Event Title

Directed Evolution Strategy for Generating of Novel Zinc Finger Peptides with Affinity for Gapped DNA

Location

Parker-Reed, SSWAC

Start Date

30-4-2015 11:00 AM

End Date

30-4-2015 1:55 PM

Project Type

Poster

Description

A significant fraction of oncologists arsenal consists of DNA damage causing agents. Repair proteins that recognize aberrant DNA structural features mitigate this damage and thus the efficacy of such anticancer drugs. DNA damage recognition is crucial for genomic stability, and thus avoidance of carcinogenesis, in healthy cells. The DNA repair enzymes poly(ADP-ribose) polymerase (PARP) and DNA ligase III use zinc finger motifs to facilitate this sequence-independent DNA recognition. Reported here is a strategy to model these protein-DNA interactions using small proteins. Proteins with high affinity for gapped DNA are selected from highly diverse libraries of proteins, based on PARP-like zinc finger domains, using phage display. These populations were engineered at the DNA level using two parallel approaches with built-in randomization then cloned into viral chromosomes. The de novo approach involved synthetic oligonucleotides with specific random codons. In addition, the gene encoding the second PARP zinc finger was cloned from human cells and subjected to 30 cycles of error-prone PCR with a mutation rate of 0.02 per nucleotide. From each approach, a library of approximately 10 billion distinct phage-displayed variants is exposed to immobilized DNA molecules featuring a gapped DNA construct. Selected molecules are either identified by DNA sequencing or subjected to further selection after amplification in bacterial culture. In subsequent experiments, Illumina sequencing will identify consensus sequences that will be cloned into plasmids appropriate for expression in bacteria. Molecules discovered by this strategy will help illuminate the structure-function relationships of proteins that recognize distinct DNA structures and may lead to new anticancer approaches.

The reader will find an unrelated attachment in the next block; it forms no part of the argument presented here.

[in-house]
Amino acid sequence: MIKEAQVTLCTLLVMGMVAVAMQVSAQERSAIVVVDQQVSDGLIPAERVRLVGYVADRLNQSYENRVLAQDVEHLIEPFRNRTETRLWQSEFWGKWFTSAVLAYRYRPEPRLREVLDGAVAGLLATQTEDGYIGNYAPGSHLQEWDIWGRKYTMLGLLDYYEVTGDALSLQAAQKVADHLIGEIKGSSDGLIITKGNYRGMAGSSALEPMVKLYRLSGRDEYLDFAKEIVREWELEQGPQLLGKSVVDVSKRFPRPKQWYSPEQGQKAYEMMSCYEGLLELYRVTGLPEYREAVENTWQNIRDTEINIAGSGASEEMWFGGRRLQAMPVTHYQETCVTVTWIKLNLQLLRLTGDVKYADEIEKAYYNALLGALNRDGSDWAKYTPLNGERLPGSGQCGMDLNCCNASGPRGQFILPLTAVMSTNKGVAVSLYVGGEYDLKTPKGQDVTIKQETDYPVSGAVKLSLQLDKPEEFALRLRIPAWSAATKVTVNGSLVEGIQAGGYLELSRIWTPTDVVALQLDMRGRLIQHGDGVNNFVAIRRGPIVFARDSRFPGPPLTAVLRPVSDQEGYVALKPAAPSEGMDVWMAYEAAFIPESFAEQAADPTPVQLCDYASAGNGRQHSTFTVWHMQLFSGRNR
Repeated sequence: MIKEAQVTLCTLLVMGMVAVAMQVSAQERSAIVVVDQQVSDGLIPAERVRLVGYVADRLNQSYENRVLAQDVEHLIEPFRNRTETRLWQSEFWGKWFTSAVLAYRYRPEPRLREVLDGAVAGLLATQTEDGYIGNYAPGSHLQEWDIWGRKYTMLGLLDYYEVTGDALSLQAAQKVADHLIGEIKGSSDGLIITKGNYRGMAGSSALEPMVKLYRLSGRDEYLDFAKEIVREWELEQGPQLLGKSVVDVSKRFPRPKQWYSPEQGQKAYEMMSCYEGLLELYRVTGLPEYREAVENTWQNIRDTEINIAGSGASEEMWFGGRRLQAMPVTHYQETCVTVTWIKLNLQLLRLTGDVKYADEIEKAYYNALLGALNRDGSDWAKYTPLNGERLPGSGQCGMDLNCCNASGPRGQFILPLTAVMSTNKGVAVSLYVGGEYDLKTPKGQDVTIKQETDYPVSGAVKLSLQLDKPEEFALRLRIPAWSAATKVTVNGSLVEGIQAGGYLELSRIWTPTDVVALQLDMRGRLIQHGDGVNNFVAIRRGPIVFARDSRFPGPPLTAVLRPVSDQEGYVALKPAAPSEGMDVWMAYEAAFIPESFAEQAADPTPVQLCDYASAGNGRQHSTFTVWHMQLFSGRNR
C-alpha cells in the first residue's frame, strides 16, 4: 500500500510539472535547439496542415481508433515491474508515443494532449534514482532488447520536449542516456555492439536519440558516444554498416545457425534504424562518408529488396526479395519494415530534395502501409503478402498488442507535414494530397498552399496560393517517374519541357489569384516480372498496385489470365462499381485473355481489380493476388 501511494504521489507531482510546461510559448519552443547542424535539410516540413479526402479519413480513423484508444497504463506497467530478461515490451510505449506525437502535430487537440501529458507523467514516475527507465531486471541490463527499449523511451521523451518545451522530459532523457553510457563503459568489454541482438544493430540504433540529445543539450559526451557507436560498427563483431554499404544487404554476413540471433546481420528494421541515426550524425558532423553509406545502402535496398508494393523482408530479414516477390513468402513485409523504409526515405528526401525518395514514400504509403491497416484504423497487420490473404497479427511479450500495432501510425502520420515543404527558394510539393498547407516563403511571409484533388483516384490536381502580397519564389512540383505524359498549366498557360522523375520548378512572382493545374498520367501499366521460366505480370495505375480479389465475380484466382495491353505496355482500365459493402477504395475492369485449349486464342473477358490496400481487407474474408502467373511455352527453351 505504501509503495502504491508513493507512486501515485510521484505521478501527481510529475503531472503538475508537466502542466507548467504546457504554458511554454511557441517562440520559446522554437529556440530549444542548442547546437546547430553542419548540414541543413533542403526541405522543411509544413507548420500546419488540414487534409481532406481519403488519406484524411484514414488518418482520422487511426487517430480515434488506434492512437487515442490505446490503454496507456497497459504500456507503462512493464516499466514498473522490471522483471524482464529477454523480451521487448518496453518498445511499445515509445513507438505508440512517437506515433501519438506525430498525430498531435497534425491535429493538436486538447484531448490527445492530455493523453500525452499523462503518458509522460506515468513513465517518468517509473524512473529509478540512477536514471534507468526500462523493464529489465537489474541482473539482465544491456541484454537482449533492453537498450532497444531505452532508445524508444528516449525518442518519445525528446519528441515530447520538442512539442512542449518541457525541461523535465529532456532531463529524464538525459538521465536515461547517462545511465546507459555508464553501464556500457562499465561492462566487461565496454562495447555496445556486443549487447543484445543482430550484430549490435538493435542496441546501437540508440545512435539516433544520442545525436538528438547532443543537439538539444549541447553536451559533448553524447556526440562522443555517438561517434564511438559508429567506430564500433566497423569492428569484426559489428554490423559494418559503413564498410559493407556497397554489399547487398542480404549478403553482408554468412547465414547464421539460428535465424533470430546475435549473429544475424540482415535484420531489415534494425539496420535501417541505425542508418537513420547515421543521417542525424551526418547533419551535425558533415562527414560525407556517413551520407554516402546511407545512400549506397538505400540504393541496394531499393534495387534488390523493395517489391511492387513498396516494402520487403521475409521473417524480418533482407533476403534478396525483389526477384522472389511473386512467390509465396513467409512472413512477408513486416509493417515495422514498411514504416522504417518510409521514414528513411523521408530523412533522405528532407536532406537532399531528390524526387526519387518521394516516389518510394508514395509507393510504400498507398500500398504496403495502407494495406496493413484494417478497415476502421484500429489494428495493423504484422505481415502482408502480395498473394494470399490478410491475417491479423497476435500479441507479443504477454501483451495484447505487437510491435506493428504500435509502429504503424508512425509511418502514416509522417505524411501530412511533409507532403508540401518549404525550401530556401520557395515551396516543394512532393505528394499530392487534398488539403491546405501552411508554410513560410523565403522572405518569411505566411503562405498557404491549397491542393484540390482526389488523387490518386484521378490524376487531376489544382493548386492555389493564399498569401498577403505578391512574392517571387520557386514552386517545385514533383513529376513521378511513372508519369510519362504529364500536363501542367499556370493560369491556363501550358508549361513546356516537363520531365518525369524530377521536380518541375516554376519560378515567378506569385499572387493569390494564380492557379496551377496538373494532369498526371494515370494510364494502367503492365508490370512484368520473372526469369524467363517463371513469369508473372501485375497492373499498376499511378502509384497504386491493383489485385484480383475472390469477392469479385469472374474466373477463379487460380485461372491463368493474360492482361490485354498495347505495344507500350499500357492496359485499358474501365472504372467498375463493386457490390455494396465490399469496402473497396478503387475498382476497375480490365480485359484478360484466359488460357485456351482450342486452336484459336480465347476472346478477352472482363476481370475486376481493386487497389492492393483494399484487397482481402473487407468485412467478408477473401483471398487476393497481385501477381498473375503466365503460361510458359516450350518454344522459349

Sponsoring Department

Colby College. Chemistry Dept.

CLAS Field of Study

Natural Sciences

Event Website

http://www.colby.edu/clas

ID

1359

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Apr 30th, 11:00 AM Apr 30th, 1:55 PM

Directed Evolution Strategy for Generating of Novel Zinc Finger Peptides with Affinity for Gapped DNA

Parker-Reed, SSWAC

A significant fraction of oncologists arsenal consists of DNA damage causing agents. Repair proteins that recognize aberrant DNA structural features mitigate this damage and thus the efficacy of such anticancer drugs. DNA damage recognition is crucial for genomic stability, and thus avoidance of carcinogenesis, in healthy cells. The DNA repair enzymes poly(ADP-ribose) polymerase (PARP) and DNA ligase III use zinc finger motifs to facilitate this sequence-independent DNA recognition. Reported here is a strategy to model these protein-DNA interactions using small proteins. Proteins with high affinity for gapped DNA are selected from highly diverse libraries of proteins, based on PARP-like zinc finger domains, using phage display. These populations were engineered at the DNA level using two parallel approaches with built-in randomization then cloned into viral chromosomes. The de novo approach involved synthetic oligonucleotides with specific random codons. In addition, the gene encoding the second PARP zinc finger was cloned from human cells and subjected to 30 cycles of error-prone PCR with a mutation rate of 0.02 per nucleotide. From each approach, a library of approximately 10 billion distinct phage-displayed variants is exposed to immobilized DNA molecules featuring a gapped DNA construct. Selected molecules are either identified by DNA sequencing or subjected to further selection after amplification in bacterial culture. In subsequent experiments, Illumina sequencing will identify consensus sequences that will be cloned into plasmids appropriate for expression in bacteria. Molecules discovered by this strategy will help illuminate the structure-function relationships of proteins that recognize distinct DNA structures and may lead to new anticancer approaches.

http://digitalcommons.colby.edu/clas/2015/program/5